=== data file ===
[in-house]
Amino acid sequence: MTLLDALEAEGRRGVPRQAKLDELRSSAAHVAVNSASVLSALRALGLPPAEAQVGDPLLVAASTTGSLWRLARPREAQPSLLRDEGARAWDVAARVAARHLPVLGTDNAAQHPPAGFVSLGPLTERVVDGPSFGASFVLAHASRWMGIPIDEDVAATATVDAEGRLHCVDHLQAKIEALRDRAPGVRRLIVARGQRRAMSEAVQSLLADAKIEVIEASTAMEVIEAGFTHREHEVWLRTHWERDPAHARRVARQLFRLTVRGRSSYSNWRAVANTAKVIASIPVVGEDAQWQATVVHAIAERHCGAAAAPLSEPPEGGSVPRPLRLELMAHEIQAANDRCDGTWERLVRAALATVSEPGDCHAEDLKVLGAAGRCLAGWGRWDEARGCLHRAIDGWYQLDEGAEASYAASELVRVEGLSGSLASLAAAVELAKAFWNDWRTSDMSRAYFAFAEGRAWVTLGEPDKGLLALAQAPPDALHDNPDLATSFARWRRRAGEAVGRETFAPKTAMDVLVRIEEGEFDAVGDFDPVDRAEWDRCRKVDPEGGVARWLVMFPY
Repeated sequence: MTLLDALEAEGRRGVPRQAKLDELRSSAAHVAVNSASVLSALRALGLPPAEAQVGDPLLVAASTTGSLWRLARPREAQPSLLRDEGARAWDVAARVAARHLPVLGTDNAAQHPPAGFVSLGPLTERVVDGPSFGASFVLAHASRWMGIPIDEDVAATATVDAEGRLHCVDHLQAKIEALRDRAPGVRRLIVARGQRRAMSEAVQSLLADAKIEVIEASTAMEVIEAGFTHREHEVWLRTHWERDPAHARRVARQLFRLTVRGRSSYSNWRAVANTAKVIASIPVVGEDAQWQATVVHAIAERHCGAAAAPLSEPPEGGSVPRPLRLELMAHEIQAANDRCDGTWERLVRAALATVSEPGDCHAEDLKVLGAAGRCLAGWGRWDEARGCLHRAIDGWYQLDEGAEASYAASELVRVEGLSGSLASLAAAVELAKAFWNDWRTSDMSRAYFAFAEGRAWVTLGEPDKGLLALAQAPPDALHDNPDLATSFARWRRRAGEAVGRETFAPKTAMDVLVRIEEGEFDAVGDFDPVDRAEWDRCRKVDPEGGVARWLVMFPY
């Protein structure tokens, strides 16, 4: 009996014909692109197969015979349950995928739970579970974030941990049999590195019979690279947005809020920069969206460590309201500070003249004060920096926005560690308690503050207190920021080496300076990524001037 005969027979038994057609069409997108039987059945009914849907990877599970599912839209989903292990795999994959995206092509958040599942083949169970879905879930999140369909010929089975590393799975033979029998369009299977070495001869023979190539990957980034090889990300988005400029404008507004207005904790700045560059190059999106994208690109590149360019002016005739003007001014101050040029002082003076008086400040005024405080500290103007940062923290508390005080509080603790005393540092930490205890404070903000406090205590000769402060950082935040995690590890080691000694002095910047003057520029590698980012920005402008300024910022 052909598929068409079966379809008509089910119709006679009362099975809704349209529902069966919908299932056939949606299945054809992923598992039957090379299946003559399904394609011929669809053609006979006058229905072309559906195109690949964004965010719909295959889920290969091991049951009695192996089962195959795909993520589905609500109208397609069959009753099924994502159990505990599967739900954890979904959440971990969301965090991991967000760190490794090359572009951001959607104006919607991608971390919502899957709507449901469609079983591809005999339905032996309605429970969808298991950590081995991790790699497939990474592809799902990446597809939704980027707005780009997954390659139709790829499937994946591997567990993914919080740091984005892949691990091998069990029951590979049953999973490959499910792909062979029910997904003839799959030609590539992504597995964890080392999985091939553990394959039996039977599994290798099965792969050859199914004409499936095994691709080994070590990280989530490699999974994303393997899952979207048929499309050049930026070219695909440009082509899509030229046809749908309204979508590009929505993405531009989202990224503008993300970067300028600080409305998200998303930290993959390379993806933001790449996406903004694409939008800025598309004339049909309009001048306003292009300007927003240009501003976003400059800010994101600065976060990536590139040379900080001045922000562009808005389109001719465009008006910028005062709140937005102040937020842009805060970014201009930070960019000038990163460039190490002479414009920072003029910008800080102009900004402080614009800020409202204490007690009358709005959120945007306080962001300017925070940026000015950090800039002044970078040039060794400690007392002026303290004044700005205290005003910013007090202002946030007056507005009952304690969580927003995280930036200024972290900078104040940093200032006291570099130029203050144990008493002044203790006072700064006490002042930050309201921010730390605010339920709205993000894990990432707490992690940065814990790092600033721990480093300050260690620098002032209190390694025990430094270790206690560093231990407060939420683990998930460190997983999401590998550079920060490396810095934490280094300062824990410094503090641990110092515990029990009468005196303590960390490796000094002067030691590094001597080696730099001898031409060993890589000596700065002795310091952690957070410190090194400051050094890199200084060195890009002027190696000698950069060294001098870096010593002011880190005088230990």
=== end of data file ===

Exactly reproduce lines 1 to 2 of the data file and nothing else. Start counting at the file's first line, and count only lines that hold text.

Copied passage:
[in-house]
Amino acid sequence: MTLLDALEAEGRRGVPRQAKLDELRSSAAHVAVNSASVLSALRALGLPPAEAQVGDPLLVAASTTGSLWRLARPREAQPSLLRDEGARAWDVAARVAARHLPVLGTDNAAQHPPAGFVSLGPLTERVVDGPSFGASFVLAHASRWMGIPIDEDVAATATVDAEGRLHCVDHLQAKIEALRDRAPGVRRLIVARGQRRAMSEAVQSLLADAKIEVIEASTAMEVIEAGFTHREHEVWLRTHWERDPAHARRVARQLFRLTVRGRSSYSNWRAVANTAKVIASIPVVGEDAQWQATVVHAIAERHCGAAAAPLSEPPEGGSVPRPLRLELMAHEIQAANDRCDGTWERLVRAALATVSEPGDCHAEDLKVLGAAGRCLAGWGRWDEARGCLHRAIDGWYQLDEGAEASYAASELVRVEGLSGSLASLAAAVELAKAFWNDWRTSDMSRAYFAFAEGRAWVTLGEPDKGLLALAQAPPDALHDNPDLATSFARWRRRAGEAVGRETFAPKTAMDVLVRIEEGEFDAVGDFDPVDRAEWDRCRKVDPEGGVARWLVMFPY